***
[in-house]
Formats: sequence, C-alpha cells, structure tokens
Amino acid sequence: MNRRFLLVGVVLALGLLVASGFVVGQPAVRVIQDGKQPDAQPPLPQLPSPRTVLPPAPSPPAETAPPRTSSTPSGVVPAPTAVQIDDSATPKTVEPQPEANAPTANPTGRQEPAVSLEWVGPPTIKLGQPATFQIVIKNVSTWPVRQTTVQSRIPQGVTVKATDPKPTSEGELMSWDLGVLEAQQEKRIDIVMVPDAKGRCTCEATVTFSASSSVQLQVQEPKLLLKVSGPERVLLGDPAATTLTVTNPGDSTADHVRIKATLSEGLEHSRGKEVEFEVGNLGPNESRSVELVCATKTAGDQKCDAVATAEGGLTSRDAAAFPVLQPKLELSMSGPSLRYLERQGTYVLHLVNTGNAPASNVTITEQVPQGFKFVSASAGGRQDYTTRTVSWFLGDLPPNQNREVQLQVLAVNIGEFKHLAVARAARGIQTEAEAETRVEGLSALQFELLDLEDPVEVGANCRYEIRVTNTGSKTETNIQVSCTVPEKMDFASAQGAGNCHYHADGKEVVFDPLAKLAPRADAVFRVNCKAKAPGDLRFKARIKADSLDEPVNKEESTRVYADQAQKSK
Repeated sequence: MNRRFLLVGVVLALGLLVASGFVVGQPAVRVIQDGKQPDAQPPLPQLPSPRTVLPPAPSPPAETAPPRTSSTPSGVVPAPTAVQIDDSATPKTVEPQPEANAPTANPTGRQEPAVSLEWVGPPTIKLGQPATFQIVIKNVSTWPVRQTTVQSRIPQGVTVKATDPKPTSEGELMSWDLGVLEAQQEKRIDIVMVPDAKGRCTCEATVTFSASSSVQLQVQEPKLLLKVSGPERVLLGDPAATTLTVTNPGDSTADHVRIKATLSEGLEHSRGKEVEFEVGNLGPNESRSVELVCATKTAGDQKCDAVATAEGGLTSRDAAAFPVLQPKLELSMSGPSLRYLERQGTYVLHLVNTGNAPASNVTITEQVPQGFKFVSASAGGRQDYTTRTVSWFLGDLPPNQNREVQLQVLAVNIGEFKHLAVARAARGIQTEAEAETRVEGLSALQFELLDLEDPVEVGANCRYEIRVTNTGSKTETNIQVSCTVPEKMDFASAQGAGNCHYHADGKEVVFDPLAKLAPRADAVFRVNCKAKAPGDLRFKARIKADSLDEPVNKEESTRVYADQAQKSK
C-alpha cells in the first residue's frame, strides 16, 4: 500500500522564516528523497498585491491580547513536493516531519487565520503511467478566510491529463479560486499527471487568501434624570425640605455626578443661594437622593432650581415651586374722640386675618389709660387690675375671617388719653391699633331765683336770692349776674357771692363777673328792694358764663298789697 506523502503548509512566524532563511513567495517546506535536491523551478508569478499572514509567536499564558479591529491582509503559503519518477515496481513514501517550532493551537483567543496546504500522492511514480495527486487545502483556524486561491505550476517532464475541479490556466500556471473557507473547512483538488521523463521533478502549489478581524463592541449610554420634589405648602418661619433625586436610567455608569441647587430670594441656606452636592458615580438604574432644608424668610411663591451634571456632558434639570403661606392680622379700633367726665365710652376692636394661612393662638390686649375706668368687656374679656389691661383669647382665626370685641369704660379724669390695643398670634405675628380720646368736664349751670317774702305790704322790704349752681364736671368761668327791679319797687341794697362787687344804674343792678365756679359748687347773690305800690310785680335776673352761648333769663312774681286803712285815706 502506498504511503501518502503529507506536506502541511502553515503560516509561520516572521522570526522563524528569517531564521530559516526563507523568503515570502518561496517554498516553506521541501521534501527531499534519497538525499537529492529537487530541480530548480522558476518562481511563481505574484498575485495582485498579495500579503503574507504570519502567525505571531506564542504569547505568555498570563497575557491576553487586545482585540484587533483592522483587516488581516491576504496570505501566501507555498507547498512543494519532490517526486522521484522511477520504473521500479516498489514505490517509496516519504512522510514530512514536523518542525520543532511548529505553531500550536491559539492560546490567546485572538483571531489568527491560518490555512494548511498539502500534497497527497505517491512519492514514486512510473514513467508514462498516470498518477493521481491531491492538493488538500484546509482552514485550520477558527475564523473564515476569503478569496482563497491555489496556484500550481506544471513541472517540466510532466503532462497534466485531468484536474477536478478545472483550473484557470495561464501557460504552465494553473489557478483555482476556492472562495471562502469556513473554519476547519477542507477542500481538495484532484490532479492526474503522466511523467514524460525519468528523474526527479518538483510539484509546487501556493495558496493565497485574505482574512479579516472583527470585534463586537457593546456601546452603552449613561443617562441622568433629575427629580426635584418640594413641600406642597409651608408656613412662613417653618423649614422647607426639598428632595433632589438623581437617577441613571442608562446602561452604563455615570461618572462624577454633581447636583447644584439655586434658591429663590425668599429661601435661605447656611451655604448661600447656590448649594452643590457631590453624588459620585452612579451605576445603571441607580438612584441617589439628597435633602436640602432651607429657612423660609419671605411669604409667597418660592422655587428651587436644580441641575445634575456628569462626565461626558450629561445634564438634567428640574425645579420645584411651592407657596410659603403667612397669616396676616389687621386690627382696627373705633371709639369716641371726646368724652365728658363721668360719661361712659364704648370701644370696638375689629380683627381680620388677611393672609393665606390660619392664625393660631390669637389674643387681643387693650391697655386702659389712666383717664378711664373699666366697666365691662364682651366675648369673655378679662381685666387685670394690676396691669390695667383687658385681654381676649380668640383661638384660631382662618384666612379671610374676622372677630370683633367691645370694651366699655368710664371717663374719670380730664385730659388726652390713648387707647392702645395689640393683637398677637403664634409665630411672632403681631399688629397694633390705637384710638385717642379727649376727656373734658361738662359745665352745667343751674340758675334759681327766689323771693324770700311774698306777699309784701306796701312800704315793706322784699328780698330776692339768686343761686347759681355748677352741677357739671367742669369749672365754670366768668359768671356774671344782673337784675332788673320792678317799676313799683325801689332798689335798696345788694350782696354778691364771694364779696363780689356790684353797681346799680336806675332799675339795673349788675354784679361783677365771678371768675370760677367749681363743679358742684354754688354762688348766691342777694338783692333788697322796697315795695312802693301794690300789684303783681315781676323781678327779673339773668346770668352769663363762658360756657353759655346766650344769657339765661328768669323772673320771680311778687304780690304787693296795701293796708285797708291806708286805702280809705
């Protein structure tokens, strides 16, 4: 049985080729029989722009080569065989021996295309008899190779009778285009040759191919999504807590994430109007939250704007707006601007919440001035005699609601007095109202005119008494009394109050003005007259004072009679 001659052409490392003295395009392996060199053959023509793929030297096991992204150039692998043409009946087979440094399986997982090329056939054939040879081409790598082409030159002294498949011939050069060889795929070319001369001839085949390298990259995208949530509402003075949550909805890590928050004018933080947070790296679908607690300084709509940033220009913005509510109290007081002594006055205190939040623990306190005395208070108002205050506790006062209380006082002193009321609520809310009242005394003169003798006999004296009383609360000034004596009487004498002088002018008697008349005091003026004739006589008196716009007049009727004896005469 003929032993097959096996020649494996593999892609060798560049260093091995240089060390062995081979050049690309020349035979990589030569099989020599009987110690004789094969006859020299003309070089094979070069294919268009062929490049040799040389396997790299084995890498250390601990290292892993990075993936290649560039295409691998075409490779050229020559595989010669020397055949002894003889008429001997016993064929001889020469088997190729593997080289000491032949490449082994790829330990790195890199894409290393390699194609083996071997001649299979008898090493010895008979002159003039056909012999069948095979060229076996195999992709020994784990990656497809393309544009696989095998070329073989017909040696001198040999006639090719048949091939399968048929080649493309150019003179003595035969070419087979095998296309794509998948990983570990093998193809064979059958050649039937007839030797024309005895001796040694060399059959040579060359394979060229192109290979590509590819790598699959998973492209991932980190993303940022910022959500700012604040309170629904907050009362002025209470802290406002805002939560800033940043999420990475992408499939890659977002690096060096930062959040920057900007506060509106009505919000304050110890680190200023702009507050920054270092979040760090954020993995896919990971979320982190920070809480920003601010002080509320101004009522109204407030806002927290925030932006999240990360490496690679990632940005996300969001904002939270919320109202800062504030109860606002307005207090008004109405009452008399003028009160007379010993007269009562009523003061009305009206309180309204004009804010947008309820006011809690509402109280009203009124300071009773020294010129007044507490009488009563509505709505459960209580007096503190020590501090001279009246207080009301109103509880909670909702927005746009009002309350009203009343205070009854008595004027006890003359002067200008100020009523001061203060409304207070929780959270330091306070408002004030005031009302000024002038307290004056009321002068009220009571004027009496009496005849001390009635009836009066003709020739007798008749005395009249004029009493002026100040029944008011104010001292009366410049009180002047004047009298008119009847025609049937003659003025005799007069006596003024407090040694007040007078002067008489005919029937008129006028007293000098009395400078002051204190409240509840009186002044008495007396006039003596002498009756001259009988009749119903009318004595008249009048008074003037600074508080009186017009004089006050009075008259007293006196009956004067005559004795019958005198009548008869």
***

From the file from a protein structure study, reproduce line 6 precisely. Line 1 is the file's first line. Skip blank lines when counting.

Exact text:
């Protein structure tokens, strides 16, 4: 049985080729029989722009080569065989021996295309008899190779009778285009040759191919999504807590994430109007939250704007707006601007919440001035005699609601007095109202005119008494009394109050003005007259004072009679 001659052409490392003295395009392996060199053959023509793929030297096991992204150039692998043409009946087979440094399986997982090329056939054939040879081409790598082409030159002294498949011939050069060889795929070319001369001839085949390298990259995208949530509402003075949550909805890590928050004018933080947070790296679908607690300084709509940033220009913005509510109290007081002594006055205190939040623990306190005395208070108002205050506790006062209380006082002193009321609520809310009242005394003169003798006999004296009383609360000034004596009487004498002088002018008697008349005091003026004739006589008196716009007049009727004896005469 003929032993097959096996020649494996593999892609060798560049260093091995240089060390062995081979050049690309020349035979990589030569099989020599009987110690004789094969006859020299003309070089094979070069294919268009062929490049040799040389396997790299084995890498250390601990290292892993990075993936290649560039295409691998075409490779050229020559595989010669020397055949002894003889008429001997016993064929001889020469088997190729593997080289000491032949490449082994790829330990790195890199894409290393390699194609083996071997001649299979008898090493010895008979002159003039056909012999069948095979060229076996195999992709020994784990990656497809393309544009696989095998070329073989017909040696001198040999006639090719048949091939399968048929080649493309150019003179003595035969070419087979095998296309794509998948990983570990093998193809064979059958050649039937007839030797024309005895001796040694060399059959040579060359394979060229192109290979590509590819790598699959998973492209991932980190993303940022910022959500700012604040309170629904907050009362002025209470802290406002805002939560800033940043999420990475992408499939890659977002690096060096930062959040920057900007506060509106009505919000304050110890680190200023702009507050920054270092979040760090954020993995896919990971979320982190920070809480920003601010002080509320101004009522109204407030806002927290925030932006999240990360490496690679990632940005996300969001904002939270919320109202800062504030109860606002307005207090008004109405009452008399003028009160007379010993007269009562009523003061009305009206309180309204004009804010947008309820006011809690509402109280009203009124300071009773020294010129007044507490009488009563509505709505459960209580007096503190020590501090001279009246207080009301109103509880909670909702927005746009009002309350009203009343205070009854008595004027006890003359002067200008100020009523001061203060409304207070929780959270330091306070408002004030005031009302000024002038307290004056009321002068009220009571004027009496009496005849001390009635009836009066003709020739007798008749005395009249004029009493002026100040029944008011104010001292009366410049009180002047004047009298008119009847025609049937003659003025005799007069006596003024407090040694007040007078002067008489005919029937008129006028007293000098009395400078002051204190409240509840009186002044008495007396006039003596002498009756001259009988009749119903009318004595008249009048008074003037600074508080009186017009004089006050009075008259007293006196009956004067005559004795019958005198009548008869």